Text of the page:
1/4 cup finely chopped fresh fennel bulb

2 tablespoons chopped fennel fronds

3 blood oranges or seedless oranges

12 cups torn assorted salad greens (such as arugula, watercress, mâche, and endive) 

2/3 cup walnuts, toasted

salt and pepper

Whisk the orange juice, shallots, orange peel and honey in a medium sized bowl to blend. Gradually whisk in the oil, then fennel and fennel fronds. Season to taste with salt and pepper. Cover and chill. This dressing can be made up to a day in advance.  Re-whisk the dressing before using.

Peel the oranges and divide them into sections. Working over a bowl, cut the membranes off each section of orange. Combine the greens and walnuts in a large salad bowl.  Drain the orange segments and add them to the salad. Toss with enough dressing to coat the greens evenly, you may not use all of the dressing.  Season with salt and pepper and serve right away.




Yikes.  More slow cooking.

In a fit of panic this morning I realized it would be another late night - this time out of the house from ten in the morning until nearly six in the evening, with one possible stopover between swimming lessons and my bi-weekly parent teaching job.  That would leave no time for the creamy brussels sprouts with chestnuts I had planned to sub a cabbage into and pair with chicken breasts.   

So I pulled out the crockpot again and searched for  beans in The Gourmet Slow Cooker.  And there, in their bean soup recipe on page eighty-two, were dandelion greens. I'd pretty much written off for compost the big bunch aging in my fridge, but here was the perfect thing.

I just don't know what to do with dandelion greens.  I've not been terribly impressed by any served at restaurants or friends' homes.  I never ate them as a child.  I don't recognize them as a particularly noteworthy heirloom variety of lawn weed - though the ones in my fridge were pretty, bright green with red stems.  Definitely not the dandelions growing in my yard.  But here it was - the opportunity to replace either spinach or arugala with them.  So naturally, I took it.

My recipe is pared down to the the bare minimum amount of prep - it took me less than ten minutes. Everyone loved it - both kids and parents ate an entire bowl. But there is a bit of a trick to using dried beans.  For starters, its important to know that beans will not soften if cooked with salt - so you have to leave out the salt until the beans have cooked enough to be soft.  That isn't just table salt, but also salt that occurs naturally in vegetables, or is added to the stock or tomatoes you add to them.  

Most recipes ask that you soak your beans overnight before cooking.  Alternately, you can boil them for a full minute and let them sit in the hot water for an hour for faster results, if you've forgotten the soak.  Or put them in a pressure cooker for about thirty minutes.  But because of the long cooking times used with a crockpot, you don't need to do any of those things.  Its like magic.

You do need to cook the beans in the crockpot with just water for a couple hours, though, before adding the rest of the ingredients.  In a real pinch, I would probably leave out the celery and just throw in the rest, if I had no chance of swinging through the kitchen after a couple hours.  But in this case I did.  We ate some dry peppercorn jack cheese and a loaf of ciabatta with an olive oil and red wine vinegar dipping sauce (just mix the two and add salt and pepper) along with our soup.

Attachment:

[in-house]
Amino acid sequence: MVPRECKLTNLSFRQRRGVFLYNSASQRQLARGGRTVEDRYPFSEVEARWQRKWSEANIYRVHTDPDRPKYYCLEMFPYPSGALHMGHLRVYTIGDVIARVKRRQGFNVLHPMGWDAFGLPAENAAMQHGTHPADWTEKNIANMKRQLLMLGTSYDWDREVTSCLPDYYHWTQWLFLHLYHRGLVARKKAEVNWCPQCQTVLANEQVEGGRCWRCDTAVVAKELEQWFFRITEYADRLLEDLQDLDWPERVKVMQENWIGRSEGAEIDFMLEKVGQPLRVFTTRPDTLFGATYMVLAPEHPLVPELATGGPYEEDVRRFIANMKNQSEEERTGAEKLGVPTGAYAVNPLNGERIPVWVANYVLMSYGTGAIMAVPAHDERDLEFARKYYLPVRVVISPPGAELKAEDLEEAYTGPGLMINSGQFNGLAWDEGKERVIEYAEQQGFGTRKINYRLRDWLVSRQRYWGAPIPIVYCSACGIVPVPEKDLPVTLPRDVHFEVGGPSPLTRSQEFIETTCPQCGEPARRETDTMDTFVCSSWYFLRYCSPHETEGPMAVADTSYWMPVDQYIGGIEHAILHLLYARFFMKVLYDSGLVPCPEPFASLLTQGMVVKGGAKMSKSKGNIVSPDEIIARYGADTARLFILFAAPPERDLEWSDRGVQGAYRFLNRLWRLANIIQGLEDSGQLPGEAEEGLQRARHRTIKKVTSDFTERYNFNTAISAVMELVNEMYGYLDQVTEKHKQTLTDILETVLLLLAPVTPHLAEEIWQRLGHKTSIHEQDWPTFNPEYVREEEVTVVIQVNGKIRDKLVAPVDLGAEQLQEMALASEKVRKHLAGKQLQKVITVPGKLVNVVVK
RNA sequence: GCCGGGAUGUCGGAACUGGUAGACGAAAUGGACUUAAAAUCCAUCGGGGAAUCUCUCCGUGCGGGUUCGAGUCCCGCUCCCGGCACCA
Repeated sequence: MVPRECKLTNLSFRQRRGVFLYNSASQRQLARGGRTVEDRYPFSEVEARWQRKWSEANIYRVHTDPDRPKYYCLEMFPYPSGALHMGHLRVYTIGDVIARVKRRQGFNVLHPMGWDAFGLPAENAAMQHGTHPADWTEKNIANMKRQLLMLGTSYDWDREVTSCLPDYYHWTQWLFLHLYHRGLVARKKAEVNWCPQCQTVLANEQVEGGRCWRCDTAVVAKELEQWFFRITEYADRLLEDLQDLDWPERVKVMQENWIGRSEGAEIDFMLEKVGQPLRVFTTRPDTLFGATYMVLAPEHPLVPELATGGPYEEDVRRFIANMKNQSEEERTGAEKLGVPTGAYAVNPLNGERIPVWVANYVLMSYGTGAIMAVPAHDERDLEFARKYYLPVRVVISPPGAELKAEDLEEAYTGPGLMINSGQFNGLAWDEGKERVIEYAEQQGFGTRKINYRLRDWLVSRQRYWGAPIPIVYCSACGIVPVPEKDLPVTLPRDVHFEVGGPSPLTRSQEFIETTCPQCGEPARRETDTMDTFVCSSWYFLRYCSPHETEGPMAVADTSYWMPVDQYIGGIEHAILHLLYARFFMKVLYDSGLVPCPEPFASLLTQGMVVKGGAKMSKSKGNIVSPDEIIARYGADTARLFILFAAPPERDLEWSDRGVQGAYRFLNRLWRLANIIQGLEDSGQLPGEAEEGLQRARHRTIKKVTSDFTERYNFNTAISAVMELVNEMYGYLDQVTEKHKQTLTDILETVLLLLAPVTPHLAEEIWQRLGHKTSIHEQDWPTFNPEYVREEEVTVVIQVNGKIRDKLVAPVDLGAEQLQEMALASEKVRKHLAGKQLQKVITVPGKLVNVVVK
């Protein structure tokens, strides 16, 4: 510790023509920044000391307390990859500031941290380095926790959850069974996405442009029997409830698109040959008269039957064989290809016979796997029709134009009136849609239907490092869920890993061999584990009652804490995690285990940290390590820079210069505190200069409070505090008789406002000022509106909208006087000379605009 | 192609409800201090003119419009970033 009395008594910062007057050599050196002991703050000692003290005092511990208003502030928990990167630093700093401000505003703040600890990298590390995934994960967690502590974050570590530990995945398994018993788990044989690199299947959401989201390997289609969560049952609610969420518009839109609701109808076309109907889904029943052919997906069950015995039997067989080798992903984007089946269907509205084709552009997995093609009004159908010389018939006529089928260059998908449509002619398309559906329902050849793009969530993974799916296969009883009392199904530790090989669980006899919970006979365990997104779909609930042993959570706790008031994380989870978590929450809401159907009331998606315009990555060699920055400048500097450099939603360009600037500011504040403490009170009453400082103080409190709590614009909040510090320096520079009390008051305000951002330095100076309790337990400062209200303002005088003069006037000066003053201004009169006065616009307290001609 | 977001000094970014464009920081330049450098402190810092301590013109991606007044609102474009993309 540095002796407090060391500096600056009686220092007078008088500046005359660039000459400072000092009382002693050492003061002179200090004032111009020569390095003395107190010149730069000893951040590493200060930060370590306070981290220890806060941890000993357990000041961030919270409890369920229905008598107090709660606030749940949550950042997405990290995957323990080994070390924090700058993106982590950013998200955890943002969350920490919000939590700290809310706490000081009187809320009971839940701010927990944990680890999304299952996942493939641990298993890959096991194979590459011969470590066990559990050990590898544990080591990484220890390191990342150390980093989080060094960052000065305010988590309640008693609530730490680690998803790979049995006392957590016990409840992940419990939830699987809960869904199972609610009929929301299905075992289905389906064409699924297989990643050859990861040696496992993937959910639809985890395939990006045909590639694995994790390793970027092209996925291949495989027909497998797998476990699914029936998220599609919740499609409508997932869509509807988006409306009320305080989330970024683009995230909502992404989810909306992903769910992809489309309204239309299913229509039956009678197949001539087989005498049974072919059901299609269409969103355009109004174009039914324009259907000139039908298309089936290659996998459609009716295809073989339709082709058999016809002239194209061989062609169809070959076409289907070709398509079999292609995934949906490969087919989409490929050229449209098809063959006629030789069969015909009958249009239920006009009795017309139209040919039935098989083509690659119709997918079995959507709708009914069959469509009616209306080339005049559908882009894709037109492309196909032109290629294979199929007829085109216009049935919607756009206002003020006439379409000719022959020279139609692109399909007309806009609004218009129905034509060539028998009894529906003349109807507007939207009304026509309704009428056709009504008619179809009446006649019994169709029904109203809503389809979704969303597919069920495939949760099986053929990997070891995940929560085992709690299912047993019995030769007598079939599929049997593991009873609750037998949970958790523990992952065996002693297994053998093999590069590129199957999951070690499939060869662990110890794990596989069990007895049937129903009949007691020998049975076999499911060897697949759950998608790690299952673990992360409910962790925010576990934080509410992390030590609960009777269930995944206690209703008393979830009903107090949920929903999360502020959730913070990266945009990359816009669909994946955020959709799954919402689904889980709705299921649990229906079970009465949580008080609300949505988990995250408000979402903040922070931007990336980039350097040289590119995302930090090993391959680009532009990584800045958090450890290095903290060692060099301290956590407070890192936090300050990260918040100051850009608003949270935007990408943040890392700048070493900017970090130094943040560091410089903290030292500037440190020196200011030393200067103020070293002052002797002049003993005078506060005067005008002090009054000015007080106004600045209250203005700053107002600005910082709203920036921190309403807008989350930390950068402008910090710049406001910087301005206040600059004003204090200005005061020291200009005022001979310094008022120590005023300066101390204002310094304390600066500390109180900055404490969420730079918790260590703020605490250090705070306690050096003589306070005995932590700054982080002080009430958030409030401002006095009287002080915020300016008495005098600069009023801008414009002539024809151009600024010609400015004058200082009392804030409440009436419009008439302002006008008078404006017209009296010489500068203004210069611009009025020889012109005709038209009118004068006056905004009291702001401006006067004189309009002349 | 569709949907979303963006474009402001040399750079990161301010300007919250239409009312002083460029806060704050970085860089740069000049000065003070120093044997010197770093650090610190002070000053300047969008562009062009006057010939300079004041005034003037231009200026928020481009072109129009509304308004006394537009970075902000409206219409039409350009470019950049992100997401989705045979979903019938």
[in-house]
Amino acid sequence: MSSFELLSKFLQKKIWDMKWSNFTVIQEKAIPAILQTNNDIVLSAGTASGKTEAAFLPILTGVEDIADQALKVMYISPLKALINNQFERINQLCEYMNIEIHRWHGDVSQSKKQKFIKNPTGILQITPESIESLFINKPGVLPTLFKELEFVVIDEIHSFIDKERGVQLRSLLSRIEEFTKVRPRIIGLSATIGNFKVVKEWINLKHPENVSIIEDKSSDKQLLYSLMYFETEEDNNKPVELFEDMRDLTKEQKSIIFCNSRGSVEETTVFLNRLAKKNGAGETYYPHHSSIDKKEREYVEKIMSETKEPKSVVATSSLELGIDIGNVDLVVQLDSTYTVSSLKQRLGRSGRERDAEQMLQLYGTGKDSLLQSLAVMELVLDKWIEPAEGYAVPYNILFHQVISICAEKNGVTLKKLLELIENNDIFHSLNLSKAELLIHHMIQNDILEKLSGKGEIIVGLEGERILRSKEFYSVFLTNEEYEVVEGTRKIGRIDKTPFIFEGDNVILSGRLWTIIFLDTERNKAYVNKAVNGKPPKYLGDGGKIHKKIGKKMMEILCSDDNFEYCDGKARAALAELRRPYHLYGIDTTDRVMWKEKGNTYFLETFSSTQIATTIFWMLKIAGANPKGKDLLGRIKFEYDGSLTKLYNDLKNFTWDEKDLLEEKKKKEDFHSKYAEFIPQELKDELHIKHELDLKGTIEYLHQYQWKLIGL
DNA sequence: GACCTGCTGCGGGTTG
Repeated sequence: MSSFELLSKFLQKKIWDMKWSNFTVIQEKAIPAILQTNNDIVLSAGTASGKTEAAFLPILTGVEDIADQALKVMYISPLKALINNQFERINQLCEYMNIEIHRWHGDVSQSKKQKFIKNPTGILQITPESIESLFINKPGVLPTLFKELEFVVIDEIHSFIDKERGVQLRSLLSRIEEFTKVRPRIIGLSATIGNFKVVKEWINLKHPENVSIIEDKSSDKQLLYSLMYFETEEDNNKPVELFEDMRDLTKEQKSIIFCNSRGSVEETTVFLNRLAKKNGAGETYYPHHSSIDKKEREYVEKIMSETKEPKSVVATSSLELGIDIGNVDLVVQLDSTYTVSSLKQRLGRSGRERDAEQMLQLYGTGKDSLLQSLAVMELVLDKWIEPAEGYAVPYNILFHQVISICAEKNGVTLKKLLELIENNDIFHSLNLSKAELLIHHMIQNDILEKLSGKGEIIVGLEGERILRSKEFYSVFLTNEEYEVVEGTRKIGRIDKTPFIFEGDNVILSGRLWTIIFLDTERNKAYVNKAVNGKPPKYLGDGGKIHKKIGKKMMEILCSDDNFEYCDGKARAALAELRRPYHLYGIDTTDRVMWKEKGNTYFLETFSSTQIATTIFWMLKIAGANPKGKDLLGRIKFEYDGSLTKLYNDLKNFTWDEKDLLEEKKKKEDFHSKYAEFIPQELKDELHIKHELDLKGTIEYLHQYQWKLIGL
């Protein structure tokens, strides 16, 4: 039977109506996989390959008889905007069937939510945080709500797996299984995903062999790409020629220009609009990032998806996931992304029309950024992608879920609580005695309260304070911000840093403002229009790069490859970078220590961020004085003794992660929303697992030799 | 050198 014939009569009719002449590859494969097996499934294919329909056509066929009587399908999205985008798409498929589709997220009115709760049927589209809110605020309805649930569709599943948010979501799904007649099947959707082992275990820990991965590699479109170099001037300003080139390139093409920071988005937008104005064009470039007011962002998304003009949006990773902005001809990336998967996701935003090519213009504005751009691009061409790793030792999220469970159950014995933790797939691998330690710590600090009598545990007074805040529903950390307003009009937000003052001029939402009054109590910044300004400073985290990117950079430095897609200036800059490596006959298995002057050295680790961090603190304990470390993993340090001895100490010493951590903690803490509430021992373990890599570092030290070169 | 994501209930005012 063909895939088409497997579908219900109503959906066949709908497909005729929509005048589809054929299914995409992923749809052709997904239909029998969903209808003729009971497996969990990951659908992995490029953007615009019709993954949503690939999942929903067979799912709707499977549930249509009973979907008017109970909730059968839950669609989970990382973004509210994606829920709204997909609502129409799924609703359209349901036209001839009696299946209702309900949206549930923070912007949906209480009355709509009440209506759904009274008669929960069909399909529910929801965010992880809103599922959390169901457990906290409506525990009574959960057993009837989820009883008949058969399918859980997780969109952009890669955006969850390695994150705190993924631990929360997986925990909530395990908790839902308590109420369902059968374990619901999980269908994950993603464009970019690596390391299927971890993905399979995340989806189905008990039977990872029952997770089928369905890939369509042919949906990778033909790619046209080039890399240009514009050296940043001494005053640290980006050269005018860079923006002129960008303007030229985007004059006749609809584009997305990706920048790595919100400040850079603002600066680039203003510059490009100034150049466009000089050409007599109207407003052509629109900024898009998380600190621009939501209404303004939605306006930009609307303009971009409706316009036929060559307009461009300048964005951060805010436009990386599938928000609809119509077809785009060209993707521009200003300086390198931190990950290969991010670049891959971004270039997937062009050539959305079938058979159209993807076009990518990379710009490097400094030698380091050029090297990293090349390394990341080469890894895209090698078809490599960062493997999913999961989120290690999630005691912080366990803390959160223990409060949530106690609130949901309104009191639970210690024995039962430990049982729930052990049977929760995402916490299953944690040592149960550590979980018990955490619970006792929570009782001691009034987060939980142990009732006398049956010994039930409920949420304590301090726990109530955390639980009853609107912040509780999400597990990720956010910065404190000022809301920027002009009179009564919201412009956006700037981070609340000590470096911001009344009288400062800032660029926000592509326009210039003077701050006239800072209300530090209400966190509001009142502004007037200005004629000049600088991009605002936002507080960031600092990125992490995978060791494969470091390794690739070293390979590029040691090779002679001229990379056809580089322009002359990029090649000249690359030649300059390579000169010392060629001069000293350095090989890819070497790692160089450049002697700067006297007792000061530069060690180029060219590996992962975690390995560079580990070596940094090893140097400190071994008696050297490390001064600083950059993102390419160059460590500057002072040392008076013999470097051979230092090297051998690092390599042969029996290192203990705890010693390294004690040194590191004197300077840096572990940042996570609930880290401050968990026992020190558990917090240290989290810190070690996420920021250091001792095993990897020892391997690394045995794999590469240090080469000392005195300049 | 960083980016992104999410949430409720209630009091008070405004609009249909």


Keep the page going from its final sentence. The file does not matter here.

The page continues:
If you look really closely at the photo, you'll notice that the carrots are purple, yellow, and orange.  The kids and I did a taste off, and found that the purple carrot had a tough white center and was quite tasteless.  The yellow one wasn't very good either, but the orange one was nice and sweet, as you would expect a carrot to be. It reminded us all of some seeds we'd just found - cosmic purple carrots.  We grew a few of these in our garden last year, and they are, as Nigel Slater says, "heartbreakingly beautiful".  They even tasted nice and sweet, like a carrot should. If you can, check out the photo of them in his book Tender, page 171, along with his Soup the Colour of Marigolds.  They really are lovely.


Emergency Bean Soup with Dandelion Greens:

2 cups dried cannelloni (or other white) beans

1 yellow onion, finely chopped

1 clove garlic

3 carrots, finely chopped

3 celery stalks, finely chopped

3 thyme sprigs

1 rosemary sprig

1 Tablespoon tomato paste

1 bunch dandelion greens (or spinach or chard), washed and chopped

Salt & Pepper

Sort the beans and look for little stones - the easiest way is to dump some into your hand, hold it over the pot and shuffle through them, pushing them into the pot after inspecting them.  Add six cups water.  Set the crock pot to high, and let it cook the beans for two hours.  

When two hours have passed, add the onion, garlic, carrots, celery, rosemary and thyme.  Set the crockpot to low, for 4-6 hours. After four hours, test the soup to make sure the beans are soft, then add the tomato paste, salt (start with two teaspoons) and greens.  Then stir it up.  Let it cook for about fifteen minutes, then taste and salt accordingly.  This is another one where salt is key - too little and nobody will touch it, just enough and everybody will love it.  When feeding picky kids who don't like greens, just transfer the greens from their bowl to yours before serving.